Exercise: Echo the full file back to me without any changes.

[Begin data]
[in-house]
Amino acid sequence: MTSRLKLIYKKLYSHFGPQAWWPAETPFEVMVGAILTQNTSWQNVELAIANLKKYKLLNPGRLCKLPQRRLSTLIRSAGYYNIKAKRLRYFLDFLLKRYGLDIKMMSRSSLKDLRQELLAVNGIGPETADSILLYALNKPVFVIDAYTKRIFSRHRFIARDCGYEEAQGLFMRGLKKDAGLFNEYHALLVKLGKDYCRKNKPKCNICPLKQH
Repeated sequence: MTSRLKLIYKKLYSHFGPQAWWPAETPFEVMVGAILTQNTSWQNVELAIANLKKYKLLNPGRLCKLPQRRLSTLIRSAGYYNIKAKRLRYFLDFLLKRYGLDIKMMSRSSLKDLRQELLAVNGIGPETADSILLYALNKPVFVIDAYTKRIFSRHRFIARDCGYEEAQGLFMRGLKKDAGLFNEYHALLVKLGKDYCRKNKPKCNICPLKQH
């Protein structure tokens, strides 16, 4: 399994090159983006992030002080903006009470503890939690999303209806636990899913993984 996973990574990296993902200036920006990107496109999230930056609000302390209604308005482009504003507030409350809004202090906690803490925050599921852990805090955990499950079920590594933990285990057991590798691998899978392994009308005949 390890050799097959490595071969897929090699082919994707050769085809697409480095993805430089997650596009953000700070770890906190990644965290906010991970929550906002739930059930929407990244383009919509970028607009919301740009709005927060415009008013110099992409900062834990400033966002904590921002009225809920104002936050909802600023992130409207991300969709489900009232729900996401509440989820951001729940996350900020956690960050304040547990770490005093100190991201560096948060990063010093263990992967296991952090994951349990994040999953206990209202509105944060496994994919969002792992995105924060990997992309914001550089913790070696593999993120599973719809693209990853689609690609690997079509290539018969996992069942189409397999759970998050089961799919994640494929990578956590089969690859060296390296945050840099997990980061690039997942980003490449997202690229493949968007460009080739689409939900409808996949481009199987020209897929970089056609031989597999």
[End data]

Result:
[in-house]
Amino acid sequence: MTSRLKLIYKKLYSHFGPQAWWPAETPFEVMVGAILTQNTSWQNVELAIANLKKYKLLNPGRLCKLPQRRLSTLIRSAGYYNIKAKRLRYFLDFLLKRYGLDIKMMSRSSLKDLRQELLAVNGIGPETADSILLYALNKPVFVIDAYTKRIFSRHRFIARDCGYEEAQGLFMRGLKKDAGLFNEYHALLVKLGKDYCRKNKPKCNICPLKQH
Repeated sequence: MTSRLKLIYKKLYSHFGPQAWWPAETPFEVMVGAILTQNTSWQNVELAIANLKKYKLLNPGRLCKLPQRRLSTLIRSAGYYNIKAKRLRYFLDFLLKRYGLDIKMMSRSSLKDLRQELLAVNGIGPETADSILLYALNKPVFVIDAYTKRIFSRHRFIARDCGYEEAQGLFMRGLKKDAGLFNEYHALLVKLGKDYCRKNKPKCNICPLKQH
């Protein structure tokens, strides 16, 4: 399994090159983006992030002080903006009470503890939690999303209806636990899913993984 996973990574990296993902200036920006990107496109999230930056609000302390209604308005482009504003507030409350809004202090906690803490925050599921852990805090955990499950079920590594933990285990057991590798691998899978392994009308005949 390890050799097959490595071969897929090699082919994707050769085809697409480095993805430089997650596009953000700070770890906190990644965290906010991970929550906002739930059930929407990244383009919509970028607009919301740009709005927060415009008013110099992409900062834990400033966002904590921002009225809920104002936050909802600023992130409207991300969709489900009232729900996401509440989820951001729940996350900020956690960050304040547990770490005093100190991201560096948060990063010093263990992967296991952090994951349990994040999953206990209202509105944060496994994919969002792992995105924060990997992309914001550089913790070696593999993120599973719809693209990853689609690609690997079509290539018969996992069942189409397999759970998050089961799919994640494929990578956590089969690859060296390296945050840099997990980061690039997942980003490449997202690229493949968007460009080739689409939900409808996949481009199987020209897929970089056609031989597999």